Well, now we know Trump’s big leverage over Mexico: force people to show ID in order to make money transfers.
Really, that’s it. That’s the big idea. So let’s briefly unpack it.
First, it would take some time. The Trump administration would need to go through the regulatory process. So this “Day 3” bullshit it just that.
Second, it would then immediately hit the courts under multiple grounds, not least NAFTA. So more delays.
Third, let’s say it happens. Suddenly, undocumented immigrants can’t make money transfers via Western Union. Well, they would immediately move towards other means. And illegal transfer organizations would spring up. Bitcoin? Well, yes, but as this World Bank report from 2005 discusses, also “ethnic stores, travel agencies, moneychangers, hawala-type systems, courier services, hand-delivery, etc.” Some of which would, in 2017, use Bitcoin to actually send the money.
This would all raise costs for the migrants sending money home, but it would not stop the flow. So the Trump administration would have to go after them. That can be done, but more delays. (Here Carlos will mention that the administration will be facing massive bureaucratic pushback, slowing things further.)
At this point the Mexican government has been chuckling at Washington’s blundering for about two year. But finally, somehow, the screws go in. Then what?
Well, to figure out what the Mexican government will do, you need to look at Mexican politics. Half of all remittances go to eight states. Two of them are the D.F. and Mexico State. Those are rich places; no elected officials are going to come under pressure if remittances dry up. Of the top-ten states, few households receive remittances: 10% in Michoacán and Guanajuato; 7% in Guerrero. These households would take roughly a 15% hit to their incomes, with some knock-on effects for local economies. (Page 115.) One good counterfactual might be the Great Recession, which put a big brake on remittances from the United States. This Banxico paper shows the results. They were unpleasant.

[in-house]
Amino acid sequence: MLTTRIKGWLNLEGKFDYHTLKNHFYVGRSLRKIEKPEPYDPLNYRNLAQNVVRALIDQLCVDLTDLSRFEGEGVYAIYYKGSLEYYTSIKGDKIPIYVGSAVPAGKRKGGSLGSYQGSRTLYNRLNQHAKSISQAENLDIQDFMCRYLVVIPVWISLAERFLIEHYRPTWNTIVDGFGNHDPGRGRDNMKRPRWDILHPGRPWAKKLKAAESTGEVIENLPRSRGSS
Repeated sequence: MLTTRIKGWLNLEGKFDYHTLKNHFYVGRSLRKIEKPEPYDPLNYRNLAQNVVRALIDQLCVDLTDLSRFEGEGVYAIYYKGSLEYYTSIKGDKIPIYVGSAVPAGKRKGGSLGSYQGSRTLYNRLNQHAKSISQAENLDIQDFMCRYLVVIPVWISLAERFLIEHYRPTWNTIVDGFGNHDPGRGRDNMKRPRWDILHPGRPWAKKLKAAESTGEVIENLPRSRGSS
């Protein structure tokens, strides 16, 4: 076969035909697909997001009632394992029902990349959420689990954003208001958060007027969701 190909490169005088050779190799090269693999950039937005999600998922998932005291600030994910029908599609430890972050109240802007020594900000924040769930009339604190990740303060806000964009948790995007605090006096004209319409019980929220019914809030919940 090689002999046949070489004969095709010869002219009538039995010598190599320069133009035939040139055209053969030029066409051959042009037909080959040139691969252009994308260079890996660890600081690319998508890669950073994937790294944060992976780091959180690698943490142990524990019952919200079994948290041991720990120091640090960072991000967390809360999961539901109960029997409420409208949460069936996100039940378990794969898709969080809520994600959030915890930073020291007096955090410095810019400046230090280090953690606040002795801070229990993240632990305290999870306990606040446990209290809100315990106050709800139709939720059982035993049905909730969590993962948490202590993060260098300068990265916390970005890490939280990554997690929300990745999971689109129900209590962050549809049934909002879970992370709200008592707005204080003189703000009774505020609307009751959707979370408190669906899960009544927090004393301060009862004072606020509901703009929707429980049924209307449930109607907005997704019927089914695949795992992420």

But would they be so unpleasant as to get the Mexican government to pay to avoid them? Uh ... no. First, it is not like Mexican governments are bending over backwards to address rural poverty now. Second, even if all the affected households decided to vote against the incumbent government, the swing would be less than 5%. Third, the swing by people not affected will be more, since, you know, they would be the ones paying the taxes to build the border wall they don’t want.
Note that the above completely avoids any Mexican nationalism. Which is, in fact, a thing and means that no government would pay. So we are back to cancelling NAFTA and ... yes, this is in the proposal ... raising visa fees. Because “even a small increase in visa fees would pay for the wall.”
OK. The U.S. issued 1.5 million non-immigrant visas to Mexicans (including border crossing cards) and 82,476 immigrant visas. Let’s say the U.S. issued $17 billion in 30-year bonds to pay for the wall. You could finance the resulting $804 million annual expense by raising visa fees a mere $502 per visa. A small increase, indeed. I mean, it is possible that demand might go down a tad if the modal visa fee went from $160 to $662.
I am wasting my time, obviously.